No knock on the Washington Redskins, Carolina Panthers, Dallas Cowboys, or Tampa Bay Buccaneers - OK, maybe a little knock on the Bucs - but the Nick Foles Development Thermometer will get a true high-temperature test Thursday against a big-boy NFL defense.

It should be interesting, and if Foles can perform competently and confidently against the Cincinnati Bengals, then the organization will know even more than it did after the rookie's four previous starts against lesser units.

The Bengals are ranked among the top dozen defenses in the league against both the pass and the run, and overall they are the sixth-ranked defense in the NFL. In real, not numerical terms, Foles will also have to deal with a defense that is the best around at bringing pressure on the quarterback. Cincinnati leads the NFL in sacks and has enough veteran tricks to make it a long game for an inexperienced quarterback.

"I'm going to have to do a great job with blitz pickup," Foles said Tuesday. "We're going to have to see what they're doing to us, and the big thing is to just run our offense well."

Yes, that would be a fine idea, although the Bengals are good at finding ways to disrupt that game plan for their opponents. This will be Foles' biggest challenge to date. He won't be a washout if he fails it, but if he passes, this really could be something special taking place.

Along with providing a test of Foles, the Thursday night game will give a glimpse of the guy whose name will be mentioned as a replacement if the Eagles decide to fire Andy Reid after this season.

Cincinnati coordinator Mike Zimmer has built successful defenses with both the Cowboys and Bengals, and he has been interviewed for four head coaching jobs in the last two years. One of these days, someone is going to give him a job, and if the Eagles are intent on wiping out any vestige of the Reid regime, it could be that a defensive coach in the top spot would help that process.

With the Bengals, Zimmer has fashioned the scheme, along with head coach Marvin Lewis, without the presence of very many high draft picks or the kind of talent that immediately jumps off the page. He would have a similar task in Philadelphia, where the front office's low-round "finds" haven't performed well over time and where the rest of the unit is made up mostly of busted picks or mercenaries.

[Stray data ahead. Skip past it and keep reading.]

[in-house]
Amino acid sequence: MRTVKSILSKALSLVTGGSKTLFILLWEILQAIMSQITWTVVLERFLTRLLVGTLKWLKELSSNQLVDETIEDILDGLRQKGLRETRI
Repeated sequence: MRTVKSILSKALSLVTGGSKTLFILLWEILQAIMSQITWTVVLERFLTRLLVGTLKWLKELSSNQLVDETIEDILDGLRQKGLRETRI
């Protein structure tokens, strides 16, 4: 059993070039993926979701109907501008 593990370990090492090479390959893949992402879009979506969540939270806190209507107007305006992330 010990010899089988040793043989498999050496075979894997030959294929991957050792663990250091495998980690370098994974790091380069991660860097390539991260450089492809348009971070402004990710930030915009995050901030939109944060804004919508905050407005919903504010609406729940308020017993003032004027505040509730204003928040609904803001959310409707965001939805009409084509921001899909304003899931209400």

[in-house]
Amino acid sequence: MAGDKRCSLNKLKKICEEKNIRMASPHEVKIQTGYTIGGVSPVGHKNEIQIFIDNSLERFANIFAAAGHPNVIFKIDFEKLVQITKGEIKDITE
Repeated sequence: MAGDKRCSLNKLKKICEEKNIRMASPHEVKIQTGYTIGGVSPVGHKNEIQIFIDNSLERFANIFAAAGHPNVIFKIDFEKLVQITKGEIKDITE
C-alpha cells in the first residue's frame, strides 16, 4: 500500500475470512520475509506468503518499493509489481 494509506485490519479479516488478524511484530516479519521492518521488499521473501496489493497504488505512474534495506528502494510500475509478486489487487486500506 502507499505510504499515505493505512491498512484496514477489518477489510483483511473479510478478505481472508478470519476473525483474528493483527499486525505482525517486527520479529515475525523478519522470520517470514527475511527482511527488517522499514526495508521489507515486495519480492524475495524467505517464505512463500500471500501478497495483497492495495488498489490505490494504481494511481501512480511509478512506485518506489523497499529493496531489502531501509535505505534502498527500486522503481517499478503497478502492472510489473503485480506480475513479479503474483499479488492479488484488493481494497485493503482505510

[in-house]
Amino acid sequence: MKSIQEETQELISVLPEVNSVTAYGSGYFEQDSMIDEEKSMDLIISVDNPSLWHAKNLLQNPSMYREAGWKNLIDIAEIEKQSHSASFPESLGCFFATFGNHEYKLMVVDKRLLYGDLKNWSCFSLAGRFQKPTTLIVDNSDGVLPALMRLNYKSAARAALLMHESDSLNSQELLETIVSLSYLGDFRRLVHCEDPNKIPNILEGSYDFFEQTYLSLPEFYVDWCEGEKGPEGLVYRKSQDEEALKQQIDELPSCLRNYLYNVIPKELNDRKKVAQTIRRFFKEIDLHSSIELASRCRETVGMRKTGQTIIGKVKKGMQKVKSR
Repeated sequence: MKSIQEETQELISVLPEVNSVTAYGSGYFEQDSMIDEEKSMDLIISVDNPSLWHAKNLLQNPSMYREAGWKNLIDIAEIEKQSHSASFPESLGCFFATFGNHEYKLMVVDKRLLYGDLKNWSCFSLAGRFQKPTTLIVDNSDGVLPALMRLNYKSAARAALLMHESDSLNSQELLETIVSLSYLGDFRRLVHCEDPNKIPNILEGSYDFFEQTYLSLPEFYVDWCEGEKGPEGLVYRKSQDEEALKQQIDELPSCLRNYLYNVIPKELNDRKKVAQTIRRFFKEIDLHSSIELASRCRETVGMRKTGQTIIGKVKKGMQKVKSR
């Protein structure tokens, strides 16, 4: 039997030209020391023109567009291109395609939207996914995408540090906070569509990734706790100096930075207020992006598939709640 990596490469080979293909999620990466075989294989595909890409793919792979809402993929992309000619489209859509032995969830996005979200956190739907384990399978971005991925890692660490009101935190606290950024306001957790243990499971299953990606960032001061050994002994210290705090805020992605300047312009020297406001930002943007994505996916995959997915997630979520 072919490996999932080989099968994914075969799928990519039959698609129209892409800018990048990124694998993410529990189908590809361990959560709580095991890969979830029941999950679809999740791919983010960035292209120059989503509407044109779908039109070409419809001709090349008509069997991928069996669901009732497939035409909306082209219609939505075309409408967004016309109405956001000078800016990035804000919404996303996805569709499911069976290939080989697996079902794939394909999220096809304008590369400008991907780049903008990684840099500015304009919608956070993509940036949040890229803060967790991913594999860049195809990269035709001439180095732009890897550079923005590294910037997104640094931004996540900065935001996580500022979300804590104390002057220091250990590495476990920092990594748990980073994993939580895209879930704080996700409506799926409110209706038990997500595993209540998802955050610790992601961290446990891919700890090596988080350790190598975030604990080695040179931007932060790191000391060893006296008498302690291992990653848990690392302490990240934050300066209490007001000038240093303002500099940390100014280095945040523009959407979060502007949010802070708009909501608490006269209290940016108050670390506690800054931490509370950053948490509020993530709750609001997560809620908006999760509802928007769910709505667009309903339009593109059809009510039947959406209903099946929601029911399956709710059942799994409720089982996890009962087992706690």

Cincinnati is built around a very strong line, and one that is most dangerous in the middle, where tackle Geno Atkins has 101/2 sacks. It's more difficult to block the middle of the line (obviously, the tight end can't help as he does against defensive ends), and the Bengals, as a result, can get very good pressure with just four rushers and still keep seven men in coverage.

"It's not a defense you face every week," Eagles backup quarterback Trent Edwards said. "It's one of those things where you have to react quickly. They have the most sacks in the league, and I'm not sure how many for the four men up front. But I imagine it's quite a few."

It is actually 35 of the 42 sacks gobbled up by the defensive line, which means the Bengals are dangerous even when they play it straight. Against a rookie, however, it figures that Zimmer will throw some wrinkles his way.

"They do a lot of things with fire zones and blitzes that you have to be ready for, and I'm talking from a quarterback's standpoint and a protection standpoint," Reid said Tuesday. "This will be another challenge for [Foles] on a short week. It's one more step. Let's see how he does with it."

So far, Foles has taken each step asked of him, and his play has improved markedly in the last four weeks. On Thursday, with just three days of preparation, he will be asked to take an even bigger step - holding up against one of the best defenses in the league.

It could be a win-win for the Eagles. They might discover that they really do have a quarterback and, with the benefit of an up-close look, find the guy who can fix their broken defense at the same time.